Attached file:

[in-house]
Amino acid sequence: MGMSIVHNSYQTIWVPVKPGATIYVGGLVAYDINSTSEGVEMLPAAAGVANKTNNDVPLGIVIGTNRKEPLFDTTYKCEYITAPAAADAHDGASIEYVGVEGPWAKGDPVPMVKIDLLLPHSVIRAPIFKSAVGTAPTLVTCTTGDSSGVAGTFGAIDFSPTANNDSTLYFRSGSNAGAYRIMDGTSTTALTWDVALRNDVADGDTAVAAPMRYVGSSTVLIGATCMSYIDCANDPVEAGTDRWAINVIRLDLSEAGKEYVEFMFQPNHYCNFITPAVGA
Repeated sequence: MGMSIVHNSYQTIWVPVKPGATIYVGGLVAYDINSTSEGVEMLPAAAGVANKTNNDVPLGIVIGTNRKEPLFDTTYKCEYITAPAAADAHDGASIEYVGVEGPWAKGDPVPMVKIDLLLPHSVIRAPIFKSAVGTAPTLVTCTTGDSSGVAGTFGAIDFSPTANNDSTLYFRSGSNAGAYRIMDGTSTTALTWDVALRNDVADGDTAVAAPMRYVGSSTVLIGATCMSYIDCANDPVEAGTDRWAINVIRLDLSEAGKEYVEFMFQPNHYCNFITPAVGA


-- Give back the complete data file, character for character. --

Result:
[in-house]
Amino acid sequence: MGMSIVHNSYQTIWVPVKPGATIYVGGLVAYDINSTSEGVEMLPAAAGVANKTNNDVPLGIVIGTNRKEPLFDTTYKCEYITAPAAADAHDGASIEYVGVEGPWAKGDPVPMVKIDLLLPHSVIRAPIFKSAVGTAPTLVTCTTGDSSGVAGTFGAIDFSPTANNDSTLYFRSGSNAGAYRIMDGTSTTALTWDVALRNDVADGDTAVAAPMRYVGSSTVLIGATCMSYIDCANDPVEAGTDRWAINVIRLDLSEAGKEYVEFMFQPNHYCNFITPAVGA
Repeated sequence: MGMSIVHNSYQTIWVPVKPGATIYVGGLVAYDINSTSEGVEMLPAAAGVANKTNNDVPLGIVIGTNRKEPLFDTTYKCEYITAPAAADAHDGASIEYVGVEGPWAKGDPVPMVKIDLLLPHSVIRAPIFKSAVGTAPTLVTCTTGDSSGVAGTFGAIDFSPTANNDSTLYFRSGSNAGAYRIMDGTSTTALTWDVALRNDVADGDTAVAAPMRYVGSSTVLIGATCMSYIDCANDPVEAGTDRWAINVIRLDLSEAGKEYVEFMFQPNHYCNFITPAVGA